Updated at 18:07,08-09-2017

Charnobyl 30 years later Belarus photo digest

Siarhei Leskiec, BelarusDigest

On 26 April 1986, an explosion at Charnobyl Nuclear Power Plant released huge amounts of radiation into the atmosphere contaminating large territories of Europe. Belarus ended up the most badly affected.

The Soviet Union sought to cover up the accident. The news about the explosion came out only two days later, after Sweden registered an increase in radiation levels on its territory. The evacuation of the population in the immediate vicinity of the plant began only several days later.

Among the health effects of Charnobyl was a spike in thyroid cancer, especially among children. Among the political effects was growing distrust of the Soviet authorities. In 2006, Mikhail Gorbachev went as far as to call the accident the real cause of the Soviet collapse.

Although the power plant was located in the Ukrainian town of Prypyac, two thirds of the fallout landed on Belarusian territory. Photographer Siarhei Leskiec documents life in the contaminated parts of Belarus today, thirty years after what is considered the worst nuclear plant accident in history.

Charnobyl 30 years later  Belarus photo digest
Entering the contaminated zone through the checkpoint at Babchyn village. The information on radiation levels is updated daily. The zone can be entered only with a special permit; cars are checked for beta-particles amounts before they are allowed to leave.

Charnobyl 30 years later  Belarus photo digest
A scientist measures radiation levels near the entrance to the abandoned village of Babchyn, where more than 700 people lived before the accident.

Charnobyl 30 years later  Belarus photo digest
In 2012, residents of Hubarevichy, situated just outside the protected territory, installed a shrine to the Virgin Mary.

Charnobyl 30 years later  Belarus photo digest
Just seven people live in Hubarevichy today. They credit the Virgin Mary for being able to live in the radioactive zone.

Charnobyl 30 years later  Belarus photo digest
Mikalai Satsura, 43, lives in his fathers house in Navasiolki village, near some of the most contaminated areas. In the 1980s, most residents of the village were resettled, but some people stayed behind. Mikalai said he does not worry about the radiation content of honey that he makes.

Charnobyl 30 years later  Belarus photo digest
Maryja Satsura, 78, holds a portrait of her late husband Yauheni, who refused to leave his native village following the explosion. Yauheni died in 2001, at the age of 59. Maryja spends winters with relatives in the city but comes back to the countryside each spring.

Charnobyl 30 years later  Belarus photo digest
Vasilina Mazyrec, 85, is the only woman in her village who refused to surrender her cow following the accident. Despite her age, she lives alone. Is she not afraid of radiation? She says drinking raw milk every morning and evening keeps her healthy.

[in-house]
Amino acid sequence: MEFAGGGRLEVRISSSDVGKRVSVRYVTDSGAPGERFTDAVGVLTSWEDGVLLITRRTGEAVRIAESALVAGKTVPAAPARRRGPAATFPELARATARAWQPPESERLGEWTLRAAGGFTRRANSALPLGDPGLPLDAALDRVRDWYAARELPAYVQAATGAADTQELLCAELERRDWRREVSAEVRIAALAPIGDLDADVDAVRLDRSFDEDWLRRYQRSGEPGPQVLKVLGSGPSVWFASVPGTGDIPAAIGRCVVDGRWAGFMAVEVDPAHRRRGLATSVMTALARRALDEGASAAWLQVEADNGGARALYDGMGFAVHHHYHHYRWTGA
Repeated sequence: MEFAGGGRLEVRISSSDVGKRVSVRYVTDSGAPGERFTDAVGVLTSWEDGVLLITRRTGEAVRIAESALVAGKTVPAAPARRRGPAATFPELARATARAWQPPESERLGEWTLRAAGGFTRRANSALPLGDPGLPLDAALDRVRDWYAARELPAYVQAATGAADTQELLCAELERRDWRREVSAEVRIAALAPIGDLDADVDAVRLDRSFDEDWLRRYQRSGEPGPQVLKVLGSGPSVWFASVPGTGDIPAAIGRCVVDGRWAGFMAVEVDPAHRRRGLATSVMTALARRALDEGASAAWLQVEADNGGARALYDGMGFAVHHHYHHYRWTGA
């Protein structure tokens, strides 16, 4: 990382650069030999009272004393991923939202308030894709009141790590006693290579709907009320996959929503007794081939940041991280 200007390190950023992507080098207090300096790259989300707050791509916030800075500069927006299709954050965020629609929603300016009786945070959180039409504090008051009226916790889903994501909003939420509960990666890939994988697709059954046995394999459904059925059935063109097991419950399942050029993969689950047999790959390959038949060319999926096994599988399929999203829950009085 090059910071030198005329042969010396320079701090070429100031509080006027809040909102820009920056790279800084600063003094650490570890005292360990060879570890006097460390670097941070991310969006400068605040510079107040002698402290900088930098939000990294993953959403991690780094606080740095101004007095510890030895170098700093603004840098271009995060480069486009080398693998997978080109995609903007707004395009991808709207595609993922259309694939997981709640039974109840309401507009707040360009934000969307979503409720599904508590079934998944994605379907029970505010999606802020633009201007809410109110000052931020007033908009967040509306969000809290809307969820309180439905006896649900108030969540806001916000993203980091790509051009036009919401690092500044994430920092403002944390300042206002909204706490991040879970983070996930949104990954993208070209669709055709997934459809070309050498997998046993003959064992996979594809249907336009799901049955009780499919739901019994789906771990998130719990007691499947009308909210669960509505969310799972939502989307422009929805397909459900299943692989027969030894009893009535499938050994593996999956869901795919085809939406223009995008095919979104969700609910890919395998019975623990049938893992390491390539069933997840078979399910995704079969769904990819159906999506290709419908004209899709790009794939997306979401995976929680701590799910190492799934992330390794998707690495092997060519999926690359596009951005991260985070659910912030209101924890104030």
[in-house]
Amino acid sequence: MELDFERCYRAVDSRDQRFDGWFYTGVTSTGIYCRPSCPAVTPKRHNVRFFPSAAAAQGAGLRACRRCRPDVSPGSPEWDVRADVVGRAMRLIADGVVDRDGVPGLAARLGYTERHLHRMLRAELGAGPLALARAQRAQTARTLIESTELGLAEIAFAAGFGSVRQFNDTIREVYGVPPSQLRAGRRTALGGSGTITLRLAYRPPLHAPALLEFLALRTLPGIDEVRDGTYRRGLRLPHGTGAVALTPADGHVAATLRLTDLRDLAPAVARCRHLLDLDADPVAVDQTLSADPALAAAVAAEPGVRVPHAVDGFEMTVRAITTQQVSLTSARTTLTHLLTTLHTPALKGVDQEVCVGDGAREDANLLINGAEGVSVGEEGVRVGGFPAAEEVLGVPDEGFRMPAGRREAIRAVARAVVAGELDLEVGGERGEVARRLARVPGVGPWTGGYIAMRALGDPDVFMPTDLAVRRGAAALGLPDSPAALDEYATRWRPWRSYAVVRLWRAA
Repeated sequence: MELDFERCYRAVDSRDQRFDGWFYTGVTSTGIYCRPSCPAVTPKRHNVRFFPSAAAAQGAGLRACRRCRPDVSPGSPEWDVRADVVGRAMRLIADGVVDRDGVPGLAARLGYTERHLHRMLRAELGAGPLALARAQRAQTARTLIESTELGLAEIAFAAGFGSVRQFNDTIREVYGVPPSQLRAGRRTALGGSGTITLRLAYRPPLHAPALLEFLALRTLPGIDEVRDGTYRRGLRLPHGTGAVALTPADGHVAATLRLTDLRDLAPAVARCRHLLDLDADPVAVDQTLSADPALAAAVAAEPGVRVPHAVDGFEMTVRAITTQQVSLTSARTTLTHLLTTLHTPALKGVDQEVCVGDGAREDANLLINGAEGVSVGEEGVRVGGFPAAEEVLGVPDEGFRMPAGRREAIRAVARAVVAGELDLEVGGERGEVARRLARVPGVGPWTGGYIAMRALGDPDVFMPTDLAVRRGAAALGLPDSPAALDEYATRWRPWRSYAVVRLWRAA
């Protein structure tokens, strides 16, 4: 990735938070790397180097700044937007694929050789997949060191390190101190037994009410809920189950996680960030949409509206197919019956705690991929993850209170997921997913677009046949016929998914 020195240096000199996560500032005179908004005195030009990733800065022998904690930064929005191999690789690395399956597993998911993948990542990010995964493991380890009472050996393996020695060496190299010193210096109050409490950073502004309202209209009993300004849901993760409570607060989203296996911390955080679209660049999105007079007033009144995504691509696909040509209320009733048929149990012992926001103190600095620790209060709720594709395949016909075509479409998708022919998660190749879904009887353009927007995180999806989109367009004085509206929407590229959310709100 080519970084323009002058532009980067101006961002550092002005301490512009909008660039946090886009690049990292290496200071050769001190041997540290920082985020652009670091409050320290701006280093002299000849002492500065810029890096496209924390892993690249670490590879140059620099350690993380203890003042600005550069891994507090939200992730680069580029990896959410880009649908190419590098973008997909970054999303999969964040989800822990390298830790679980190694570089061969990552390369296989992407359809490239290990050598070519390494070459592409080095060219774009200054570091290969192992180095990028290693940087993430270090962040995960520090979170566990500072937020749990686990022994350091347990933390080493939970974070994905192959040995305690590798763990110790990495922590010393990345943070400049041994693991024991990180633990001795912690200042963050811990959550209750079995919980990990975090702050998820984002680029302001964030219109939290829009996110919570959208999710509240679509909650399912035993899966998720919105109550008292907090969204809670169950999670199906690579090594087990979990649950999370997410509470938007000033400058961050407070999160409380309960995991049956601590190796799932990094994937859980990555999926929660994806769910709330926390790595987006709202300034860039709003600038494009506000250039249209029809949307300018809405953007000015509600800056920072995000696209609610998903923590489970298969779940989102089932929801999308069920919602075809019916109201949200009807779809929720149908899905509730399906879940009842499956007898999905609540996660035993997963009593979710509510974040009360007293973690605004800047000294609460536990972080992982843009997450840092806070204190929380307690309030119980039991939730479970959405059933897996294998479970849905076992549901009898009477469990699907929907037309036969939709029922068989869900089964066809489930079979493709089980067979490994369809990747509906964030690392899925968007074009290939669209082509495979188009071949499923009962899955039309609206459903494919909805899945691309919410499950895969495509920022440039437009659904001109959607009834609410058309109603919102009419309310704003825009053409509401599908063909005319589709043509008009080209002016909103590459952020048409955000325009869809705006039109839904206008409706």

Charnobyl 30 years later  Belarus photo digest
People fleeing the radiation left some family photos behind.

Charnobyl 30 years later  Belarus photo digest
Most abandoned homes in the contaminated area were destroyed by the authorities. This is what the interior of the few houses that are still standing looks like.

Charnobyl 30 years later  Belarus photo digest
Kaciaryna Kryvenchyk sits on the bench in front of her house. Before the tragedy, this was a busy street, but now the house stands in the middle of an open field. Kaciaryna spent her entire life in the village, working in the forest service and later on a state farm.

Charnobyl 30 years later  Belarus photo digest
An elderly couple, Safija and Sciapan, in their front yard, in Dvaryshcha village. The village lies further away from highly polluted areas, and even families with young children live here.

Charnobyl 30 years later  Belarus photo digest
Ivan Bylicki, 70, was resettled from his native village to Kirau, Zhlobin district, after the explosion. He later returned to his native region and now lives in the house that remained when his wifes parents died.

Charnobyl 30 years later  Belarus photo digest
This is what an abandoned village looks following the clean-up. Only a cemetery has remained in the middle of a green field.

Charnobyl 30 years later  Belarus photo digest
An abandoned house in Savichy village, Brahin district, is marked as uninhabited on modern maps. Today, just a dozen of the former inhabitants still live in the village.

Charnobyl 30 years later  Belarus photo digest
Nature is taking over an abandoned house in Savichy village. The silence is deafening.

Charnobyl 30 years later  Belarus photo digest
An abandoned school in Savichy village, Brahin district.

Charnobyl 30 years later  Belarus photo digest
An employee of the Navasiolki checkpoint walks a horse through a gate into the radiation zone.

About the photographer: Siarhei Leskiec is a freelance photographer whose work focuses on everyday life, folk traditions, and rituals in the Belarusian countryside. Originally from Maladzeczna region, he received a history degree from Belarusian State Pedagogical University.